Why Drill Holes in a Good Kayak? plus Sanding - Petrel Play SG - E27

In this video, Nick continues the process of finishing a kayak build. He begins by cleaning up some drips and unintended epoxy spills from the previous fill coat application. Nick demonstrates the use of a rasp to remove the larger drips efficiently without damaging the underlying surface.

Next, Nick embarks on the sanding process to level out the surface in preparation for varnishing. He emphasizes the importance of using coarse sandpaper and long strokes to remove the high spots, creating a uniform and flat surface. Nick explains that low spots will take care of themselves once the high areas are leveled.

As the sanding progresses, Nick switches to finer grits, aiming to achieve a consistent scratch pattern across the entire surface. He advises against getting too focused on minor imperfections, as the varnish coats will help bury some of the smaller scratches.

In preparation for installing deck lines, Nick drills holes along the perimeter of the kayak and fills them with epoxy. He also marks and drills holes for mounting the foot pegs and back band, taking care to ensure proper placement and reinforcement.

Throughout the process, Nick shares valuable tips and techniques, such as using a dust-collecting sanding block, frequently changing sandpaper, and applying epoxy fillers with a piping bag for a clean application.


  • 0:00 - Introduction and Overview 
  • 0:52 - Cleaning Up Drips from Previous Coat 
  • 4:46 - Sanding Process to Level Surface 
  • 16:32 - Achieving a Uniform Scratch Surface 
  • 23:13 - Prepping for Deck Lines Installation 
  • 27:46 - Drilling Holes for Deck Line Mounts

Here is the pasted video transcript text capitalized, punctuated, and organized into logical paragraphs, with the complete, unabridged text kept and time code information eliminated:

Hey, welcome back to the Guillemot Kayaks Workshop. I'm Nick Schade. Bill's not here today, but I have some stuff I want to get done just to keep the schedule moving along, and so we're going to get right to it. In the last episode, we sanded and applied a fill coat, and I ended up applying another fill coat to the other side off-camera. Surprise, surprise, I forgot to peel the tape before the epoxy dried, so I have a little bit of stuff here to clean up. So we'll start out with that, and then we are going to do finish sanding, getting this ready for varnish. So let's get right to it.

So here I've got some tape, and if I can just get under the edge of it, usually the drips will peel up. But of course, I've got some drips that went over the tape. But first, we'll just get most of this tape off here. So this is what happens when I don't put a good enough drip edge on the tape. If I had folded the bottom edge of the tape up more aggressively, it would have prevented those drips from running down the side here. You know, if you make it wide enough, if it does drip off, it doesn't hit the boat. But I was sort of in a rush and just didn't do a good job. But gives you a chance to see how to deal with this. Last episode, I talked about using a rasp or something to take down big drips. This is a Shinto wood rasp, which is basically, you look at it, it's a bunch of sort of hacksaw blades riveted together. So this is a coarse side, and then there's a fine side, really pretty powerful tool. I could do the same with the four-in-hand, but let's show you how this works.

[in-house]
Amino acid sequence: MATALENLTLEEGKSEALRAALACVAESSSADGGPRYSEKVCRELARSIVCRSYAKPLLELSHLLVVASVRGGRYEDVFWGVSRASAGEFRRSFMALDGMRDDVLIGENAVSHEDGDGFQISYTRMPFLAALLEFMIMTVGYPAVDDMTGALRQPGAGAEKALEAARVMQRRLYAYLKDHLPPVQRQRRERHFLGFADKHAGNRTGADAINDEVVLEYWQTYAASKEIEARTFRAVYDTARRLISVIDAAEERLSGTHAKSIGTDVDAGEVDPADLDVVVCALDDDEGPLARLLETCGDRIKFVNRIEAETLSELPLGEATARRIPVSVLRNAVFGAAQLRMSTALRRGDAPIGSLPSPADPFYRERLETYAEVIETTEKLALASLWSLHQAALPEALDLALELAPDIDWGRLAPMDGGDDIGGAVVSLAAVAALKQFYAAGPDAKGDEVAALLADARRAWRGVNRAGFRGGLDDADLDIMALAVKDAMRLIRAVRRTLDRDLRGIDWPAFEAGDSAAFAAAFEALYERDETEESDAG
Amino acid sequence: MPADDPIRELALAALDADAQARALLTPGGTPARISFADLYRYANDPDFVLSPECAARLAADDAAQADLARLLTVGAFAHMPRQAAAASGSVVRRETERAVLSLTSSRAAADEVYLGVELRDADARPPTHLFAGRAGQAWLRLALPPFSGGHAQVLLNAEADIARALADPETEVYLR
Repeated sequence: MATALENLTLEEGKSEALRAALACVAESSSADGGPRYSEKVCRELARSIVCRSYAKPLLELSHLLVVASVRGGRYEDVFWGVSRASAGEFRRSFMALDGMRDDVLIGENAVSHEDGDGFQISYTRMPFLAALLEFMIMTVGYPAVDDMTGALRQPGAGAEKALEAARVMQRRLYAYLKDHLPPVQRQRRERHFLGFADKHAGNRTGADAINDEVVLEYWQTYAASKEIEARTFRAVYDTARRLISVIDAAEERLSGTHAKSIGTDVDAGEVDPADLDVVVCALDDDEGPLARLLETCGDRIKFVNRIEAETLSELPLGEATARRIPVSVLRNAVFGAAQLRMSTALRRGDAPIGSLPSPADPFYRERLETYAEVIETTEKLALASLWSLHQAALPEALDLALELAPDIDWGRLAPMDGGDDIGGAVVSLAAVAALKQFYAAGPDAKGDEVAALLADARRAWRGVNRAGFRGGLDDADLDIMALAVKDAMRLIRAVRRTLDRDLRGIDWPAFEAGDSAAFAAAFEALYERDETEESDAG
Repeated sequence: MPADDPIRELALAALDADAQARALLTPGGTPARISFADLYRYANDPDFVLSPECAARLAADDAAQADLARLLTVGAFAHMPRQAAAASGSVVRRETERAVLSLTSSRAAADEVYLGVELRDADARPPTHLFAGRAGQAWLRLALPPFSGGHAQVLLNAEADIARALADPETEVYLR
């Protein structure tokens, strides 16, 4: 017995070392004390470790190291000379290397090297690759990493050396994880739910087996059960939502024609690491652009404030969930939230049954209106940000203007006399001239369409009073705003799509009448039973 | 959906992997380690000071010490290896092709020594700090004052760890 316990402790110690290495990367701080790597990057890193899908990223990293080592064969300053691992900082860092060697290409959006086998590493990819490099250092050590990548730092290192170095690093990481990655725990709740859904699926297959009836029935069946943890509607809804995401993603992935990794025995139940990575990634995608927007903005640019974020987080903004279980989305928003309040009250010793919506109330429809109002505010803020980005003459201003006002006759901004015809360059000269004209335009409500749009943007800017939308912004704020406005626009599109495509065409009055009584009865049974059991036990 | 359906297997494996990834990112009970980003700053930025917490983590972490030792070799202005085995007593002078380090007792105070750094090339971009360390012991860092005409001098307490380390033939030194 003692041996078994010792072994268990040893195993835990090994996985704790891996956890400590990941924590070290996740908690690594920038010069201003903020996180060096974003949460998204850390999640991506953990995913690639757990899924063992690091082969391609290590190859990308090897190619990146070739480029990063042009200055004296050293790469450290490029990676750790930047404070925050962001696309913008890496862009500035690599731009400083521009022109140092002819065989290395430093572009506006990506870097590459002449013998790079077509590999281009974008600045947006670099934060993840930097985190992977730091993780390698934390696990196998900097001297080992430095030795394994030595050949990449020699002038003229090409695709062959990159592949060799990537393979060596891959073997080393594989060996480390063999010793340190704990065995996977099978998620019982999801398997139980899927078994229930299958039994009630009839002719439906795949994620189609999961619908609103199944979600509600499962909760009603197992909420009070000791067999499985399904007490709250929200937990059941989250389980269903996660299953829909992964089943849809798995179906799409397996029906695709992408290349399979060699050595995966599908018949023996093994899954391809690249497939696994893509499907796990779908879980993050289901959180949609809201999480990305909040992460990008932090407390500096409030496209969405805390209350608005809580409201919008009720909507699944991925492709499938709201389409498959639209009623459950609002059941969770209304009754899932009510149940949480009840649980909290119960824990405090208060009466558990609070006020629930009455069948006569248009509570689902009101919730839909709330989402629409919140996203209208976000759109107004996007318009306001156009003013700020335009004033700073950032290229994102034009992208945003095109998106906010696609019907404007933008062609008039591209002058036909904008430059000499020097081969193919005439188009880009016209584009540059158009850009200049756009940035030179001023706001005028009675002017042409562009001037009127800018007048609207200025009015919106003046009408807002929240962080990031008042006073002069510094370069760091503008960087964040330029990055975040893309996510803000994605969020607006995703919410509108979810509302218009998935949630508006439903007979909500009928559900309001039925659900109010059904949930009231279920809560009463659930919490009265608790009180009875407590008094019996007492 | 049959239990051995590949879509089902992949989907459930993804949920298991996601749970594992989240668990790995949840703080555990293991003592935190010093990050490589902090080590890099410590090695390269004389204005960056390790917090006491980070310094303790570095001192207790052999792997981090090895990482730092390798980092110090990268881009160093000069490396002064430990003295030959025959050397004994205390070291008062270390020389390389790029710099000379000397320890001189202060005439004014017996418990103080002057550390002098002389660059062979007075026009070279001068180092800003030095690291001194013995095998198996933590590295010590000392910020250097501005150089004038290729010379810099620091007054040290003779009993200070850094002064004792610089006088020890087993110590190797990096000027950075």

So you see these big drips here. So again, I'm just holding the tool flat on the surface here, and so all it's going to cut is the high spots, and I can be pretty aggressive with it, as long as I don't try to dig an edge in. It's just going to take the high spots off really effectively, and it's not going to dig into the fill coat proper. So you see that's quite fast and efficient. Obviously, it would be better if I'd done a better job with the tape and didn't have these drips, or if I just monitored it a little bit and came back and cleaned those up while they were still liquid. So I'll go over the whole boat and just take care of that sort of stuff.

This is a file card used to clean stuff out of the file. With all the tape here, it was getting a little gummed up. Useful thing to have, keeps your files working nice, cleans it right out. So now I'm going to start sanding. I've got those those high drips knocked down pretty close. I'm going to put some 80 grit on my longboard here and try to level out this surface with the 80 grit. If I find this is taking too long, I'll up the grit to like 60 grit just to make it go more efficiently. Again, we've got a fairly stiff board here, it's not padded much, and if I hold it flat against the surface here, I won't be cutting into the glass, and I'll just be leveling the surface.

So I know a lot of people are sort of afraid to touch this surface with a coarse grit. They think they're going to burn through it too quickly, and you absolutely could take this and a couple strokes. I could burn right through the keel line here or the chine line. But if I hold it flat against the surface, all this is going to do is knock down the high spots, and we want to get this leveled out. I want to do that as efficiently as possible with as little effort as possible, so that means using a coarse grit, and then the sanding after that will all be about getting rid of the scratches from this. I could be using a power tool here. I often would, but a hard chine, bolt, like a stitching glue boat, like I mentioned, it's really easy to burn through the chines. So if you're really comfortable with a random orbital sander, absolutely have at it. I've got some other videos of building other boats where that's what I use. You can see my process for that. I just thought I would show you the process of doing it with hand sanding basic tools.